On September 9, 2011 I lost all my trust in the military. That’s the night I decided to go out with someone I met through work, HM2, USN. I had worked with HM2 for a few weeks when he asked me to go with him and a few other co-workers to celebrate his last weekend in Bethesda. I agreed to this because I was under the impression it was going to be a group gathering. I wrote my phone number down on a piece of paper for him to contact me with the details, I was only told it was going to be a Friday night. He never contacted me but instead just showed up to my place of duty and offered to give me a ride to Downtown DC where we were to meet the others. No one else ended up showing up but I stayed and we danced at a few different clubs.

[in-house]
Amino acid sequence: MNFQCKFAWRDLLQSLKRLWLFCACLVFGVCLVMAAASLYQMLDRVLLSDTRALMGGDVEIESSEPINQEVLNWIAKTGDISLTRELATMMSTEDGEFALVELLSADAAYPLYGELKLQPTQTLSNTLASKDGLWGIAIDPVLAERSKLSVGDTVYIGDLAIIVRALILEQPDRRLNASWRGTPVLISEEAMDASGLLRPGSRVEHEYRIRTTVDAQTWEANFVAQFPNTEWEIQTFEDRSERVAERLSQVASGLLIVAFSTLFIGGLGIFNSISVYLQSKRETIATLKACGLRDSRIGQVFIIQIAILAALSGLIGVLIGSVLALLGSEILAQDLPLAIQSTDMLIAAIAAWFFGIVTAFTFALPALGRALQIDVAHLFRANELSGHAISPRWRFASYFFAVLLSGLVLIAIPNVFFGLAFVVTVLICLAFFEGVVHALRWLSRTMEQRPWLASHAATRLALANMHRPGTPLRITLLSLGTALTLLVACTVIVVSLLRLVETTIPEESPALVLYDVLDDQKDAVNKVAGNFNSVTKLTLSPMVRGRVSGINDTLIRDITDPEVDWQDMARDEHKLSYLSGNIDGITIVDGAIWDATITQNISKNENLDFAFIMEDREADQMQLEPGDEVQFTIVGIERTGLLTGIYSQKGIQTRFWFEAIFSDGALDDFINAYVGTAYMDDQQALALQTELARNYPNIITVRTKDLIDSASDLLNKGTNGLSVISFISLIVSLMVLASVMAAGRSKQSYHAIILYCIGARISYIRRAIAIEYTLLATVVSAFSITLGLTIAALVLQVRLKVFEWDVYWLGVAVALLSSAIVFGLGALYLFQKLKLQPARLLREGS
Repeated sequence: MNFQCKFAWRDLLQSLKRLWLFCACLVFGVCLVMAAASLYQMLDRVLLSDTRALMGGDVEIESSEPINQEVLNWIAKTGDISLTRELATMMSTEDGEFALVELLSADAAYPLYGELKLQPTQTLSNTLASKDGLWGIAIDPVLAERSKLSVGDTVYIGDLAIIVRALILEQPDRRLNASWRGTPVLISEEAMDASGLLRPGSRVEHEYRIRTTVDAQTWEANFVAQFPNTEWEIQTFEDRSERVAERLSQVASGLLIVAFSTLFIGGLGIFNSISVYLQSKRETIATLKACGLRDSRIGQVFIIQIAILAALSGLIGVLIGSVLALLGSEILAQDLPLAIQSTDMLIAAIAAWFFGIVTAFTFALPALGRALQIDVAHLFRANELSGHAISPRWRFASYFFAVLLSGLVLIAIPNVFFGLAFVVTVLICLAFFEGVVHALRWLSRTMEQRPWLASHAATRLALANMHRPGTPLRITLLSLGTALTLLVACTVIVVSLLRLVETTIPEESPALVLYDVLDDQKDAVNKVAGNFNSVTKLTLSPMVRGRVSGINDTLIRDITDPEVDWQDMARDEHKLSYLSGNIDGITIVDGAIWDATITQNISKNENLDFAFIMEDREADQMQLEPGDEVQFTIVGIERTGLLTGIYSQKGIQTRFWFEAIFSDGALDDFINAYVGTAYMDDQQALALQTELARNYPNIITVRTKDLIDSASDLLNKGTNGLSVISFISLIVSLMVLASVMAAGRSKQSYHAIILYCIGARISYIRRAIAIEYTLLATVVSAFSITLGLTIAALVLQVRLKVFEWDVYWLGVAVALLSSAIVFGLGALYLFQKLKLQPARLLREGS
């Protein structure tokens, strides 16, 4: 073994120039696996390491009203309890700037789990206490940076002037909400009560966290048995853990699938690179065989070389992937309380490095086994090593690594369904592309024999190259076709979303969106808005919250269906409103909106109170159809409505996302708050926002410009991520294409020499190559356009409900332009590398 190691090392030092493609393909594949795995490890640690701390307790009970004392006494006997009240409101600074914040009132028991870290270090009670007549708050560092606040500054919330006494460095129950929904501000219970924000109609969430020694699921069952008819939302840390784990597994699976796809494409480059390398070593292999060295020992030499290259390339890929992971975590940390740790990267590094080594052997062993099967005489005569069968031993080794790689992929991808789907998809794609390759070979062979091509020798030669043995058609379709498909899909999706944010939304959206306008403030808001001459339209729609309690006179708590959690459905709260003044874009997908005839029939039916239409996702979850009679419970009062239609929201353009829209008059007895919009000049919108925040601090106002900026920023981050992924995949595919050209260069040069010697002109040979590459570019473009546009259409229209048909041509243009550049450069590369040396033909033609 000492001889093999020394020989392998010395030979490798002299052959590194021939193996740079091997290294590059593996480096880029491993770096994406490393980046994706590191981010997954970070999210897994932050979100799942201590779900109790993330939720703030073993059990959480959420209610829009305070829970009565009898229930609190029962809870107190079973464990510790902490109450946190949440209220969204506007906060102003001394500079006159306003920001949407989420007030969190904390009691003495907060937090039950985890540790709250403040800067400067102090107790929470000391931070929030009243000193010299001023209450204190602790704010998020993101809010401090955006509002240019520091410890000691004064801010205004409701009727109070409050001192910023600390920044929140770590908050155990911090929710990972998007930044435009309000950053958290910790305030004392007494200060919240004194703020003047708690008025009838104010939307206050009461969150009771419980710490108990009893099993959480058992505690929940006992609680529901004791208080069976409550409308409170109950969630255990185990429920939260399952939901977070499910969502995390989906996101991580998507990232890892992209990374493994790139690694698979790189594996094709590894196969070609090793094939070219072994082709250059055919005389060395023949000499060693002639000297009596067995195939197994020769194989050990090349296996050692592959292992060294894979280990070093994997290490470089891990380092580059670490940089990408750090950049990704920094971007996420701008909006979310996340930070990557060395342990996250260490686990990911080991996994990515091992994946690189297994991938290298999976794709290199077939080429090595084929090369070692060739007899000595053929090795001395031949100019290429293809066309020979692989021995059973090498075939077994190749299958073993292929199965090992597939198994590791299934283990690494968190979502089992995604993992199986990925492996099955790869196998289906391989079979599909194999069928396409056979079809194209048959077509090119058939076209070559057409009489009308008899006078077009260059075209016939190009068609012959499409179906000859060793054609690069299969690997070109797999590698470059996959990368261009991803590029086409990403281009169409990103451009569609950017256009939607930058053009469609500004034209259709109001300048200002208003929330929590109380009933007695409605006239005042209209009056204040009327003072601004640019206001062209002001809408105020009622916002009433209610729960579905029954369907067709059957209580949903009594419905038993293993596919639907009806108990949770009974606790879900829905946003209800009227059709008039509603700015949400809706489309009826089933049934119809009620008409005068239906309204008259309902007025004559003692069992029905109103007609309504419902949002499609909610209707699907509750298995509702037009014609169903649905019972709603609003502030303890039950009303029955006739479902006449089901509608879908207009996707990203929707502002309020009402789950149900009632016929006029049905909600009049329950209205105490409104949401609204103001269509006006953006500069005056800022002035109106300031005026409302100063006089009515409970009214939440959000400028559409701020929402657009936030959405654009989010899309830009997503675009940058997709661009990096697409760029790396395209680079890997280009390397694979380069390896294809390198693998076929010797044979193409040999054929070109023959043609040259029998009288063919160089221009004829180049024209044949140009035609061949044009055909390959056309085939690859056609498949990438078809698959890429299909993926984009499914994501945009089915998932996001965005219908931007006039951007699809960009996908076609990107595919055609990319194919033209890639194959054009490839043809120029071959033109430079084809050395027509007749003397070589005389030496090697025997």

That night ended in a hotel room that I do not remember getting to. Between that moment and the next morning, I have hazy, intermittent memories of him having sex with me. The next morning I tried to forget it ever happened, I wanted to forget I ever met him. But that is when he continuously placed phone calls to my place of duty and even went as far as to drive 45 minutes out of his way to, I believe, intimidate me. The last phone call he placed is when I was blindsided with the information that this person is married, has three children, and has herpes. I wanted this to all go away, to forget it ever happened, but he chose to, once again, do the wrong thing.